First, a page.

It will work when marketers affix tracking software -- which is
being offered to direct-response marketers -- to their
websites and apps.
A likely carrot for advertisers to try Facebook's new type of
"custom audiences" -- an existing category of ad targeting that
enables marketers to use their own customer data like email
addresses and phone numbers to match corresponding Facebook users
-- is that mobile inventory will be available. By comparison, FBX
placements are constrained to desktop news feed and ads in the
Custom audiences can also be further refined with standard
Facebook targeting -- like gender, geography, age and marital
status -- which also isn't possible for FBX.
Advertisers looking to target customers who mulled a purchase on
their site but didn't complete the transaction have thronged to
FBX, due in large part to the size of Facebook's active user base.
And some DSPs are generating a lot of revenue from bidding on
Facebook impressions that will be shown to their customers'
prospects. For example, AdRoll last week announced it had
hit a run rate of $100 million and cited FBX as an
Facebook's cut of FBX, on the other hand, wasn't such a big
business as of July. Chief operating officer Sheryl Sandberg said
during the company's second-quarter earnings call that FBX
accounted for "a very small part" of Facebook's
But if more direct-response marketers use Facebook native
retargeting technology, the social network wouldn't have to share
the revenue with partners, meaning it would contribute more to the
company's top line.
Targeting beyond FBX
Facebook product marketing manager Scott Shapiro said that he
envisions distinct use cases for FBX and the new custom audiences.
Since mobile ads can be delivered through custom audiences, he
described a hypothetical scenario of Nordstrom showing mobile app
engagement ads to people who already have its app installed and had
previously used it to peruse shoes to urge them to open it
He also said that custom audiences can serve the exact same
function that FBX has largely fulfilled: reminding users of a shoe
they'd considered buying and linking back to the site where they
can complete the purchase.
One facet of FBX that custom audiences can't replicate is the
ability adjust the creative shown in ads according to the behavior
of the user, Mr. Shapiro said. Facebook's tool also won't have the
element of "predictive buying," where a person who's been looking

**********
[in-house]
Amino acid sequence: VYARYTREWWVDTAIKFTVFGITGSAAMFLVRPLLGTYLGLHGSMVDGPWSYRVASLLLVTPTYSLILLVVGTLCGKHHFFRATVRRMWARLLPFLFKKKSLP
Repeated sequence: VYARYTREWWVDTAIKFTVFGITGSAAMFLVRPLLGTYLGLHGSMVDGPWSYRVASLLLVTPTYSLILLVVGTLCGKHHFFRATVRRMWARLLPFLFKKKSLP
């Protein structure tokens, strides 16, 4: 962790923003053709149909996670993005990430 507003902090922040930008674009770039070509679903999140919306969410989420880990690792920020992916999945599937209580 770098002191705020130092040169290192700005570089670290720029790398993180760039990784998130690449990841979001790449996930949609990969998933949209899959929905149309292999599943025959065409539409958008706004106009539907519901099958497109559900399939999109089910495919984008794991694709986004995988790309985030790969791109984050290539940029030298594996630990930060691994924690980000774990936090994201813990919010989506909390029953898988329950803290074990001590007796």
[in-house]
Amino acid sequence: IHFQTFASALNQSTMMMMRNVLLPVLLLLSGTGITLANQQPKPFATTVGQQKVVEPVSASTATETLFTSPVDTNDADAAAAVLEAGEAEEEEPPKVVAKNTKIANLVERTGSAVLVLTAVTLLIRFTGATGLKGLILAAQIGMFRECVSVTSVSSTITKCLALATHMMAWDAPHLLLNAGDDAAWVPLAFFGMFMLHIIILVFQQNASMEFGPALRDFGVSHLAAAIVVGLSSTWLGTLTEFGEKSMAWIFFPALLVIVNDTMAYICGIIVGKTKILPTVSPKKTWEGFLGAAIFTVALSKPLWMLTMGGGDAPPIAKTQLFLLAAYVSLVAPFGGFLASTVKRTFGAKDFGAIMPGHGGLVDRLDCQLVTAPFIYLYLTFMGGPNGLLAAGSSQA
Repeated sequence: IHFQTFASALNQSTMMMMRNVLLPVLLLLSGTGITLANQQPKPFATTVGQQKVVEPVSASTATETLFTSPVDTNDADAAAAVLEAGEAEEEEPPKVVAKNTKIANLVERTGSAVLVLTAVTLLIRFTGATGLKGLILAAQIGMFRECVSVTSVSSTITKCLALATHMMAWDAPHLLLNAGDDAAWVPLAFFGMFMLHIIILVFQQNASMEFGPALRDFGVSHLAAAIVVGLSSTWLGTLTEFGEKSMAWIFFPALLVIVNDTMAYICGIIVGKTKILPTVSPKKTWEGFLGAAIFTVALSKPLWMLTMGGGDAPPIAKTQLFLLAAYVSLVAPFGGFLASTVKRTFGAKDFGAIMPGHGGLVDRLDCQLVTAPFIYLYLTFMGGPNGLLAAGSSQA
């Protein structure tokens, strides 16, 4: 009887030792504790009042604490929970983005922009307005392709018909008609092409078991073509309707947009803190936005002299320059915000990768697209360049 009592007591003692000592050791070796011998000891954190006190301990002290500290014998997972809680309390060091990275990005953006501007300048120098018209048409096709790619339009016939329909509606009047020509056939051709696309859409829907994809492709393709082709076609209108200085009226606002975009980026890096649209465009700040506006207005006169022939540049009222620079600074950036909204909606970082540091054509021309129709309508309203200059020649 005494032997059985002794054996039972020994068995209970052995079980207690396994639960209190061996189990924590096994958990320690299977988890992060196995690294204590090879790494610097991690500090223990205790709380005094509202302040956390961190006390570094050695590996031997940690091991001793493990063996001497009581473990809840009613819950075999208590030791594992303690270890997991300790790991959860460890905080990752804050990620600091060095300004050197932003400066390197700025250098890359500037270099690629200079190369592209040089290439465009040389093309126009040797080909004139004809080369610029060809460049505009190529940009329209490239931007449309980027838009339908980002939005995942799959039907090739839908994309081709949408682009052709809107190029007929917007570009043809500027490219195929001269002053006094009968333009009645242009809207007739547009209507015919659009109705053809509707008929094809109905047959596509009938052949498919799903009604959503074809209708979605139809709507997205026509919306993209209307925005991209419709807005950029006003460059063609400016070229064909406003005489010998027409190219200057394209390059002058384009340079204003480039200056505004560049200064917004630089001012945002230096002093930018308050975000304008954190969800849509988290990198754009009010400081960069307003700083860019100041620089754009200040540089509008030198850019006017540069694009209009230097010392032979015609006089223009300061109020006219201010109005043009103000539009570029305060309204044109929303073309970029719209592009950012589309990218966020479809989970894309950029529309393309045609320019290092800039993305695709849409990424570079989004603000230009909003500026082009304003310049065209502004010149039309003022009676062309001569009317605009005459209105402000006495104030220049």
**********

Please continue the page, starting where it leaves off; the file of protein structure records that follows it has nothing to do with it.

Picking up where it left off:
at a set of pink dresses might be shown an ad for red shoes because
algorithms predict an affinity.
"That's the number-one reason to keep using FBX," he said. He
noted that existing budget allocations and work flows are other
Mr. Shapiro says he foresees advertisers using both FBX and
"A travel client will use FBX to retarget people who've gone
searching for hotels and then show them that exact hotel [they
saw]," he said. "They'll use custom audiences to reach people who
are searching for hotels but have not downloaded their mobile app
on iOS 7 on iPad."
As with FBX, desktop ads targeted through Facebook's tracking
will be marked with the blue triangle of the ad industry's
self-regulatory "AdChoices" program, which provides disclosure and
the opportunity to opt out from behaviorally-targeted ads. (It's
visible when users click on the upper-right corner of ads to learn
more about them.)
Mobile ads targeted based on tracking won't contain the icon,
but a Facebook spokesman said "it's something we're working on and
will come soon."
An opt-out option
Facebook will also offer user an opt-out from targeting based on
its own tracking of website and app visits. (This doesn't include
FBX, however; users will still have to opt out from DSPs one at a
time if they want to ensure that they see no retargeted ads at
Mr. Shapiro wouldn't rule out opening up mobile ad inventory to
FBX in the future but said that infrastructure for real-time
bidding on mobile is nascent, and Facebook won't be the company to
work out the kinks with measurement and also privacy. He noted that
Facebook opted to build FBX -- which officially opened for business
in September 2012 -- when the real-time bidding market was already
"We launched our exchange three years after a lot of exchanges
launched," Mr. Shapiro said. "They proved a lot of the mechanics
out, figured out a lot about how real-time bidding should work.
When we decided to do it, we did it very quickly."
~ ~ ~
CORRECTION: An earlier
version of this story incorrectly stated that FBX ads are targeted
using marketers' customer data like addresses and phone numbers.
It's actually Facebook's existing category of ad targeting, "custom
audiences," that can match marketer CRM data to Facebook users. We
regret the error.